Archive for July 18, 2012
Keeping Cool in the Indian Desert
DETROIT — An air conditioning company based in India wants to add climate controls to Russian-made tanks sold to Middle East and African militaries.
Officials at Fedders Lloyd Corporation Ltd. say they have already supplied over two thousand military grade ruggedized air conditioning and heating systems for mine-protected vehicles and main battle tanks for the Indian Army, like the T-72M1 Ajeya, T-90S Bishman and the Arjun. The company is also in the process of supplying air conditioning and heating units for 150 armored ambulance vehicles – both tracked and wheeled versions — and mobile radar stations.
The Fedders Lloyd units can cool a tank or armored vehicle to 23 degrees Celsius (73.4 degrees Fahrenheit) when it is 55 degrees C (131 degrees F) outside, Nagarajan Sridharan, CEO and director of marketing for the New Delhi-headquartered company, told a military vehicles conference in Detroit recently.
“Our focus is improving crew efficiency, which is a battlefield factor and therefore a force multiplier,” he said, adding. “Where the mind can work peacefully, and action can be taken swiftly.”
The company, started in 1957, making consumer air conditioning units and later supplying air conditioning to passenger train carriages. Fedders Lloyd branched out to telecommunications and then military HVAC.
In the past, said Fedders Lloyd Senior Vice President Vivek Mehta, a retired brigadier general in the Indian Army tank corps, the comfort of tank crews was “expendable.” But with the introduction of climate sensitive computer technology for tracking, targeting and communications, climate control became essential, he added.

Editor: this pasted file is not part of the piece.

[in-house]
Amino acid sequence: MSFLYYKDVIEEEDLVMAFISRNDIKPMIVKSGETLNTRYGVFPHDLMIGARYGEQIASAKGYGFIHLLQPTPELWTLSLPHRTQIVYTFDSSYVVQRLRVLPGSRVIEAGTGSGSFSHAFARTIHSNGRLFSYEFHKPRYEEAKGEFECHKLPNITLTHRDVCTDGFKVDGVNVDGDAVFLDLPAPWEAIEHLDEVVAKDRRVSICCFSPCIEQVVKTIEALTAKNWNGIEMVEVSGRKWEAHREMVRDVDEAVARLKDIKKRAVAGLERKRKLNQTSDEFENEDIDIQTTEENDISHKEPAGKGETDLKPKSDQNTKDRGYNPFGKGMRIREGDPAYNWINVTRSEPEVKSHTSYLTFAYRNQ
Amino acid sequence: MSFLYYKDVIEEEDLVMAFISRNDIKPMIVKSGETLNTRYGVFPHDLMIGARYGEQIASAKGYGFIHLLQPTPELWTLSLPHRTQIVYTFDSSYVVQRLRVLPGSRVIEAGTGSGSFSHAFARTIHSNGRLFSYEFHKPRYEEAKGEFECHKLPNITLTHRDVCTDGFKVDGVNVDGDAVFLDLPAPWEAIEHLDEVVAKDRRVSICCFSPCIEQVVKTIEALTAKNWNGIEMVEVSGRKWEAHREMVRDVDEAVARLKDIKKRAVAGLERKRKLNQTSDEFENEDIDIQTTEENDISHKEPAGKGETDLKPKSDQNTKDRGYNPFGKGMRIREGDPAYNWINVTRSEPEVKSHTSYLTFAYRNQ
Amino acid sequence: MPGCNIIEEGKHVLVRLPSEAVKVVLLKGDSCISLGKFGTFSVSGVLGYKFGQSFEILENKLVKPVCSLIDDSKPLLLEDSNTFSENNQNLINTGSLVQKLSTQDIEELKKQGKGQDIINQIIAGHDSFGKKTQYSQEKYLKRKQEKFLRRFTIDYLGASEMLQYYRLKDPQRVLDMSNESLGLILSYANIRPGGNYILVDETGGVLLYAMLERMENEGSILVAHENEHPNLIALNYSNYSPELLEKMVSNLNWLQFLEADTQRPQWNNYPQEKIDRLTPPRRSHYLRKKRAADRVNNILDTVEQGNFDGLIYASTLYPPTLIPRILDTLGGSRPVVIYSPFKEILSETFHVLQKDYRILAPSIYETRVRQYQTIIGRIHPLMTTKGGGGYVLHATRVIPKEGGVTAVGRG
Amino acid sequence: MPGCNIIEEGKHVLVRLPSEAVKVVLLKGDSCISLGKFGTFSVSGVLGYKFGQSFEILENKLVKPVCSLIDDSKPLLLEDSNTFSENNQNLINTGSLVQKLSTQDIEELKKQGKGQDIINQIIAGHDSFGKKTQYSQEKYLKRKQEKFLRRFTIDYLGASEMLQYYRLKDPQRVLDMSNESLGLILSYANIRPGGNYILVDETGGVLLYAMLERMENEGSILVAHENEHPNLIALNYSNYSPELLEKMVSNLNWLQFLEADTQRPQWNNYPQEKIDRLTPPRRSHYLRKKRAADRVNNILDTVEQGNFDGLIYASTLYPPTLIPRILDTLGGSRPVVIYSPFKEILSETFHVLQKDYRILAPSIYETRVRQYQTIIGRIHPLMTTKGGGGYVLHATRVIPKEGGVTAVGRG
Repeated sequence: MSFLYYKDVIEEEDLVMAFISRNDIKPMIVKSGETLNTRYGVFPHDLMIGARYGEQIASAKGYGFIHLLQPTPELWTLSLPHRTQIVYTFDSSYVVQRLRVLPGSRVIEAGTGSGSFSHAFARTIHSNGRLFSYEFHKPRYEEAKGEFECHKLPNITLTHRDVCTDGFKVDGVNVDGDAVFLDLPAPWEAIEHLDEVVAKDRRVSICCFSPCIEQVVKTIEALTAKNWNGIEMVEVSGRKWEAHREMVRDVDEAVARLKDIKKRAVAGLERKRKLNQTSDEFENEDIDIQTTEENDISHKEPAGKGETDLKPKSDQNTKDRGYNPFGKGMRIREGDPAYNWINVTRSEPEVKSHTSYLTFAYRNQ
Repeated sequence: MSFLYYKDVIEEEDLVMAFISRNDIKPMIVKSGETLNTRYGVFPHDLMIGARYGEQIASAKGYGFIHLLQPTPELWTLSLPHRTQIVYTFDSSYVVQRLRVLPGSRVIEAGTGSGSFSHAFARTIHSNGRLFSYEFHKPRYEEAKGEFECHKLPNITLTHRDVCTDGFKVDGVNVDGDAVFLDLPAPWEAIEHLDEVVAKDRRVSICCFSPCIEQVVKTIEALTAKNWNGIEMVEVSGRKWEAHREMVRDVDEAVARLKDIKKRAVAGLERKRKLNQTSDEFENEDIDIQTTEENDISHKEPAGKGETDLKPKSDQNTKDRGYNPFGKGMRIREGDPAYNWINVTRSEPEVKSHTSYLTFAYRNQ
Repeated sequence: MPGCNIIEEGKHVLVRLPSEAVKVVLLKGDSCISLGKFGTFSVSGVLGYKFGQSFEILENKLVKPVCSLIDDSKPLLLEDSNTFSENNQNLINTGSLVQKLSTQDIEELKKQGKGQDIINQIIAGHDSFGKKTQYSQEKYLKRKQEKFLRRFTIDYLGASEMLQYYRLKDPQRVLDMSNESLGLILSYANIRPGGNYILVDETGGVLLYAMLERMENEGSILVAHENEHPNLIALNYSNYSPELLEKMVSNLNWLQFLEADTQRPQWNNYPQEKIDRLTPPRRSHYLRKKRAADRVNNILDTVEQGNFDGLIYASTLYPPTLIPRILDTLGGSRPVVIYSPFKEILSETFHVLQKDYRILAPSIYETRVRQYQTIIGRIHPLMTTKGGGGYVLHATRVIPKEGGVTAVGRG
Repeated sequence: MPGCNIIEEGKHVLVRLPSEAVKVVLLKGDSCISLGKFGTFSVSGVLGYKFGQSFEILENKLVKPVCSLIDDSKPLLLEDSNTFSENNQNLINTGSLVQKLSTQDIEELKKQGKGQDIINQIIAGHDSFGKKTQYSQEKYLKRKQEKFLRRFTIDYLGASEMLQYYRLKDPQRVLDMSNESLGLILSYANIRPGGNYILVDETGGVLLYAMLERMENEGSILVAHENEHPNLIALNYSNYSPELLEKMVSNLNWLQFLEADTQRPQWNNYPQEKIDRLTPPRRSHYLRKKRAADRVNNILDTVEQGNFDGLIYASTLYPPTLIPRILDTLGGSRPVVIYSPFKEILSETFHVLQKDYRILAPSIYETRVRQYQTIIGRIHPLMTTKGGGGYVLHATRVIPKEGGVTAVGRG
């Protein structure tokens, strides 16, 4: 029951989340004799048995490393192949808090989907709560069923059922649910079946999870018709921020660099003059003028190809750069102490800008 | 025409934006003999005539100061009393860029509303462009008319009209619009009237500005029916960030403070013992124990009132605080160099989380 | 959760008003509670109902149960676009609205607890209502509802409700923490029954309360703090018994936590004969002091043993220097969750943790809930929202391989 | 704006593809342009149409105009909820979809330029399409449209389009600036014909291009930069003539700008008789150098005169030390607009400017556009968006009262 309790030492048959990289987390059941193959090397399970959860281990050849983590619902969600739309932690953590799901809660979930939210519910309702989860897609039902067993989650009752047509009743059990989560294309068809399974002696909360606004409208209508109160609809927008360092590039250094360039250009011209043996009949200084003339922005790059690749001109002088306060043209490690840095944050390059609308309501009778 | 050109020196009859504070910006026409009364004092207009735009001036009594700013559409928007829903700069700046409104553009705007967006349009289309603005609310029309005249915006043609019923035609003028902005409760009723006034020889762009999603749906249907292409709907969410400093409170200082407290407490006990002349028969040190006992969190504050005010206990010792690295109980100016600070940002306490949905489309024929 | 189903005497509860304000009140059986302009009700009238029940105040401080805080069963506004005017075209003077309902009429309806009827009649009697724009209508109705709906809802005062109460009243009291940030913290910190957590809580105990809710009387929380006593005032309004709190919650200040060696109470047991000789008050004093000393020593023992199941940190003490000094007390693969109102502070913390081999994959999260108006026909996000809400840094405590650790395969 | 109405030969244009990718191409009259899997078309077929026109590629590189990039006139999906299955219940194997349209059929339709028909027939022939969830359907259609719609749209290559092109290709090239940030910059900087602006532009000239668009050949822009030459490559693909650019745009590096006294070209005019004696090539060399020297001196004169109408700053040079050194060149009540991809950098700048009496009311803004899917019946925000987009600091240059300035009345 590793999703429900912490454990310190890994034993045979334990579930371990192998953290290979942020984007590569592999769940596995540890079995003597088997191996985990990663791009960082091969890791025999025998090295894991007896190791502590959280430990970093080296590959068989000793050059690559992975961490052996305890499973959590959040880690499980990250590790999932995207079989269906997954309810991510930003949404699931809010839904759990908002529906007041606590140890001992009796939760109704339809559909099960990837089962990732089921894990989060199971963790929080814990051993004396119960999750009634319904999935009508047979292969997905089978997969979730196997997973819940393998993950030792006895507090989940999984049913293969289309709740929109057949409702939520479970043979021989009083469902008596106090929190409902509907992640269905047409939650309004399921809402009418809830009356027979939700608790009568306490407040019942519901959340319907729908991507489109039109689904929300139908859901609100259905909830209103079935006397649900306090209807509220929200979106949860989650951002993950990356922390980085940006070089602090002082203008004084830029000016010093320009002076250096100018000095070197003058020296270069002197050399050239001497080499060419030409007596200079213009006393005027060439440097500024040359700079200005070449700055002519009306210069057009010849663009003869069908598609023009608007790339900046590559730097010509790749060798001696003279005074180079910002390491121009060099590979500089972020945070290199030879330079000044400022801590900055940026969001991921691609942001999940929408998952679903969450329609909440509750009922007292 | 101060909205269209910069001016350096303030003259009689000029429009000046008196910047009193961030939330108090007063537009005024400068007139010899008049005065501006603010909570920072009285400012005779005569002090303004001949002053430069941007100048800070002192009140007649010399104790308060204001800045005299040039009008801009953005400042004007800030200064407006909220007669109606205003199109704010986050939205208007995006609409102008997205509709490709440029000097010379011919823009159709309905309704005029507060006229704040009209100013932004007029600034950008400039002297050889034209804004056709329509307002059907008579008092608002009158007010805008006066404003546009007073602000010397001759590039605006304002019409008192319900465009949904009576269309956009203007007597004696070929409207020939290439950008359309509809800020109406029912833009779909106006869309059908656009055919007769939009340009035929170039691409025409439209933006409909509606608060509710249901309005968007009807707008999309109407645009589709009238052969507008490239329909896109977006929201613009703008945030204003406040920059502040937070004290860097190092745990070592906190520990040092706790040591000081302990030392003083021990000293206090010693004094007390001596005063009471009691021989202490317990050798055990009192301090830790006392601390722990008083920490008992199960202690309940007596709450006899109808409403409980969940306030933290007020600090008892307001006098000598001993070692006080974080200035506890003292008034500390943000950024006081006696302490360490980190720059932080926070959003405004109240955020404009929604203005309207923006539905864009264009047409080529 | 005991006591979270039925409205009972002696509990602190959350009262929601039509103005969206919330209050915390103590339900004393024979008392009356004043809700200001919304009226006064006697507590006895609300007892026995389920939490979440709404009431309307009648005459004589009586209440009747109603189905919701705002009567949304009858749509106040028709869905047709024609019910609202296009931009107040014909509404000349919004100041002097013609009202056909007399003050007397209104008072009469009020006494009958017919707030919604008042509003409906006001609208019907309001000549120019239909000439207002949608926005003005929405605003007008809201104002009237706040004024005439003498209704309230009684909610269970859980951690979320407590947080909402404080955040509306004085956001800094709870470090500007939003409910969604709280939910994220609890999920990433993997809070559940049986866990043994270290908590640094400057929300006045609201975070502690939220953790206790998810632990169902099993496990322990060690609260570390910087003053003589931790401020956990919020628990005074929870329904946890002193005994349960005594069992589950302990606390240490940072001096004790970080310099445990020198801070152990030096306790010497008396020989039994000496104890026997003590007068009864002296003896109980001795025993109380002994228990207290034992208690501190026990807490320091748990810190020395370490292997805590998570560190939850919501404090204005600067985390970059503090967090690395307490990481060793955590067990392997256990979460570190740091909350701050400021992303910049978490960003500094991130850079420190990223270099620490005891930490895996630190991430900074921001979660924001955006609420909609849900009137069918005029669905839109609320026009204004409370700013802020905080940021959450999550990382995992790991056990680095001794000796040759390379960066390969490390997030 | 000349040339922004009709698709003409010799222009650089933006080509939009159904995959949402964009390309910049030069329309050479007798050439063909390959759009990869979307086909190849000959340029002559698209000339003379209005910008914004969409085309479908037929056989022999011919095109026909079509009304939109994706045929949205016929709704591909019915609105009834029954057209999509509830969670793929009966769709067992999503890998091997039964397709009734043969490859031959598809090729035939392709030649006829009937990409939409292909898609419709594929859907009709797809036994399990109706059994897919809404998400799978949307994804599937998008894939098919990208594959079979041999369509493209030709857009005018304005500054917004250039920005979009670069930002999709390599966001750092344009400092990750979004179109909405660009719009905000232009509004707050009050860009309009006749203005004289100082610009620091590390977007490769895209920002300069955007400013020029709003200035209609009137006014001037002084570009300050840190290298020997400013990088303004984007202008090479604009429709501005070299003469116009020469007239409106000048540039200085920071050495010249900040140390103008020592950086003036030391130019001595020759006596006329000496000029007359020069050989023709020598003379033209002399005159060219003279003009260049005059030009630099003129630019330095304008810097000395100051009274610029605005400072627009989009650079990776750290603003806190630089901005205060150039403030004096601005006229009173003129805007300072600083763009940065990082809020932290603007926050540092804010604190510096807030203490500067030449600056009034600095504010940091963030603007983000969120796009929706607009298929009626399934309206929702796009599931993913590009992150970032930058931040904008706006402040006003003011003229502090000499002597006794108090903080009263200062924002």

The challenges include the extremely hot and dusty conditions of the Indian deserts. One requirement of the power units for HVAC systems on tanks like the Russian T-90 or T-72 is that there still be power for the air conditioning as well as moving the gun and turret when the main engine is shut down, Sridharan said.
Mehta told your 4GWAR editor that most Russian equipment sold to India or African nations had only heating units. “The Russians never picked up expertise in air conditioning,” he added. Mehta said Fedders Lloyd has retrofit Russian equipment with air conditioning units for Bangladesh, and countries in the Middle East and southern Africa.
Fedders Lloyd also makes radiators and oil coolers for ground vehicles.
The four-day Military Vehicles Exhibition & Conference at Detroit’s Cobo Center was sponsored by an industry group, Institute for Defense and Government Advancement (IDGA).